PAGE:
We spent last night, Nochebuena or Christmas Eve, at Andres’ parents’ house, with Andres’ parents, three brothers, and his cousin and her partner and their two teenage/young adult daughters. By the time they came over, around 9pm, the three year olds were asleep and the five year old was overdue for bedtime – we got him to sleep shortly after.
But the tradition in Andres’ family is to stay up until midnight, when it’s technically Christmas. Along with most celebrations here, this is aided by ongoing alcohol and food consumption. (Not necessarily excessive – but definitely ongoing)
(My dad’s side of the family – Irish Catholic – also has the tradition of getting together on Christmas eve, but it’s typically earlier in the afternoon and evening, with dinner and a few gifts exchanged, and then everyone goes home before the kids go to bed – with visions of sugarplums dancing in their heads.)
I went downstairs to check on the twins every 30-40 minutes or so. Then just before midnight, I went to stay near them, since firecrackers are often set off in the neighborhoods to celebrate the arrival of the holiday, which would be more likely to wake them up. They were fine, so I went back upstairs to give everyone a round of hugs, wish them Merry Christmas, and then came back down and fell fast asleep.
Around 2am, the twins woke up and started crying, scared. It pulled me out of my dreams and I comforted them and got back to sleep. I could hear Andres and his brothers still talking and laughing upstairs, which was fine with me – that’s what we’re here for, after all!
Between 6 and 7am, the five year old and one of the three year olds were awake. Time to get up. Another day on less than great sleep.
Andres’ dad arrived shortly with api, pasteles (empanadas de aire), and buñuelos. I enjoyed them but could barely get the kids to try a bite. Then I stayed with the sleeping three year old while Andres went up to eat.
Throughout the morning, Andres’ mom and grandmother were preparing lunch – soup and a main dish, and Andres’ mom was intermittently helping us watch one or more of the kids.
There were a couple of small toys that were under the tree, which the kiddos unwrapped with Andres and started playing with. Once the remaining three year old woke up, I went back up and was with the kids while Andres disappeared for a while. The five-year-old and I drew stars and angels and cut them out and put them on the tree, which was sweet. The twins played together with their toys and with the colored pencils.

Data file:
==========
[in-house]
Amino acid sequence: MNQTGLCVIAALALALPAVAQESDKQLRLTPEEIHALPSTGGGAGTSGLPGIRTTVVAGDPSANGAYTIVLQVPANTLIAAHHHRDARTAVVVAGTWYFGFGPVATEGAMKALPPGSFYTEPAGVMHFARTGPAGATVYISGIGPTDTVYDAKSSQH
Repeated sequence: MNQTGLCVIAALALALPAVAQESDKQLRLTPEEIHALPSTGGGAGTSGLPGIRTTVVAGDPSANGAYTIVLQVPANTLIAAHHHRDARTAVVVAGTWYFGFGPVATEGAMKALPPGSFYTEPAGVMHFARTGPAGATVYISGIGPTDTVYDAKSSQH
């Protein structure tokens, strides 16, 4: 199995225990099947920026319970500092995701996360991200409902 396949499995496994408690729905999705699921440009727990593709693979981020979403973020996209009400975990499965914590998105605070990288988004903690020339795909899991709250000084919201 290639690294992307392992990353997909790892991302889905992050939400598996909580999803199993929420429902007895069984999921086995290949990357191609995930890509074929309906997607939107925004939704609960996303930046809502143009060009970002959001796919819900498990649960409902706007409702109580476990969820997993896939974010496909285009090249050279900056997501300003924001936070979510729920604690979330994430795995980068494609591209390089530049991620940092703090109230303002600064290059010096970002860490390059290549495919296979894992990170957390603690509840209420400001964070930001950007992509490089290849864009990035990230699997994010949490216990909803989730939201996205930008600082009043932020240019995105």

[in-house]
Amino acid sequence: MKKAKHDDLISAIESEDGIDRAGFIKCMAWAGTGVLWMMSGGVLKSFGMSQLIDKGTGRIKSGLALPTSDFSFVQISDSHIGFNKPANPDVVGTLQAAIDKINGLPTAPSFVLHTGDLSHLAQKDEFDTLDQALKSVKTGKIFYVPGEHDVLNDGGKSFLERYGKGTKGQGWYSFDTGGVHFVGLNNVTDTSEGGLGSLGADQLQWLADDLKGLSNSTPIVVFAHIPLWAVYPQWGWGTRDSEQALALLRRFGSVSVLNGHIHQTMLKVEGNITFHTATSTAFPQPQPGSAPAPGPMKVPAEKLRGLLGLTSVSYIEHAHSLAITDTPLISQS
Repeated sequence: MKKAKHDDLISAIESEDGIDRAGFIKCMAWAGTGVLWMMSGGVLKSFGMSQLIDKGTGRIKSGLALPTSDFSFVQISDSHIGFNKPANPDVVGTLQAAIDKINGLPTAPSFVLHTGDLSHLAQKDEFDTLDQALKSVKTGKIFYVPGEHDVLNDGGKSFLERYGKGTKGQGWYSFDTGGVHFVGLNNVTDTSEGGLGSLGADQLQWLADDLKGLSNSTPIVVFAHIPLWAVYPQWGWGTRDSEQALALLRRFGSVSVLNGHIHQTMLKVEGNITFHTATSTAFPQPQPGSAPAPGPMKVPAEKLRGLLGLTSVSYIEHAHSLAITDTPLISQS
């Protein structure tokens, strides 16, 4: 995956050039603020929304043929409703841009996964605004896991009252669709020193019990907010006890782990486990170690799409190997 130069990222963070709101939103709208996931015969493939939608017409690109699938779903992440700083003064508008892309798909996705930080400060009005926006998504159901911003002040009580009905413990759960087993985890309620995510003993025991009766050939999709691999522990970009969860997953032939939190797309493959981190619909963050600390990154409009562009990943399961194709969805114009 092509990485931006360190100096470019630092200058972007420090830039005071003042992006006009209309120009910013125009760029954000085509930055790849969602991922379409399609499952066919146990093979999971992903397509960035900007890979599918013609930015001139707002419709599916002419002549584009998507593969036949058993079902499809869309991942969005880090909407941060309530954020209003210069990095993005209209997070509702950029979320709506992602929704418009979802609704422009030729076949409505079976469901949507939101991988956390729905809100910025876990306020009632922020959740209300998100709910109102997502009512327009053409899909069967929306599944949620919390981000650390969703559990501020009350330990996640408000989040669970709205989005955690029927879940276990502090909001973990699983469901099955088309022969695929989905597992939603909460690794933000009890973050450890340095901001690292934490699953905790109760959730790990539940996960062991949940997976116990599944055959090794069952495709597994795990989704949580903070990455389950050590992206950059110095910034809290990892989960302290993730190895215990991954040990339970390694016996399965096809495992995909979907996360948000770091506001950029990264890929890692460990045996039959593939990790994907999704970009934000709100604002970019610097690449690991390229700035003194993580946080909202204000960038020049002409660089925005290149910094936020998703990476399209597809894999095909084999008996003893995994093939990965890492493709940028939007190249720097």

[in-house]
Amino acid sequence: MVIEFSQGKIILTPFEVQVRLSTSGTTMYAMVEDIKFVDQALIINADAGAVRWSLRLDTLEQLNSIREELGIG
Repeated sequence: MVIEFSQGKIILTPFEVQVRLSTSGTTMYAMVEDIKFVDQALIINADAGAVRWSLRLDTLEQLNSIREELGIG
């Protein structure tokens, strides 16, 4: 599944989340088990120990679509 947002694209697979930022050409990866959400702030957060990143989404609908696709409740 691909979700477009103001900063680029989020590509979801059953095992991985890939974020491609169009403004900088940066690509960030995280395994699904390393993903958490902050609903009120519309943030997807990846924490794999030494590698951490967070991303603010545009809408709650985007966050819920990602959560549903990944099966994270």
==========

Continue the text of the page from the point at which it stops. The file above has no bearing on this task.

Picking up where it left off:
Meanwhile the api, pasteles, and buñuelos sat on the table. Andres’ brothers were still asleep from the late night.
(When we had just one small kid, we weren’t so strict about bedtimes and he often stayed up with us a bit later and then woke up later. It was easier, too – he could be asleep in our arms and it wasn’t a big deal. With the twins, we were forced to get on a schedule. And that schedule doesn’t always combine well with the other things happening around us.)
Andres’ cousins and extended family will come over for lunch around 1pm, and we’ll all have some together time. But this morning, I couldn’t help feeling lonely. Where was the Christmas morning spirit? I felt that it had all been spent the night before.
Comparing to Christmas morning in the US – we would wake up, maybe open up stockings, have breakfast, get ready, and then go over to my parents’, where there would be a ton of presents by the tree. We’d all sit in the living room – my parents, my brother and sister-in-law, and the five of us – and open up presents, and then eat together.
I don’t necessarily want or need the piles of presents, but this year I’ve realized that having time on Christmas morning together is important to me. It would have been nice to sit around the table for breakfast with at least a couple of other people to have api and buñuelos together.
I hadn’t necessarily put my finger on this difference before – whether it’s cultural or family or what. Here, Christmas eve and lunch on Christmas day is the meaningful family time. For me, Christmas morning is when I’d like to have meaningful family time. At some point, we’ll talk about it and find a compromise that works for both of us. Such is life in an intercultural relationship.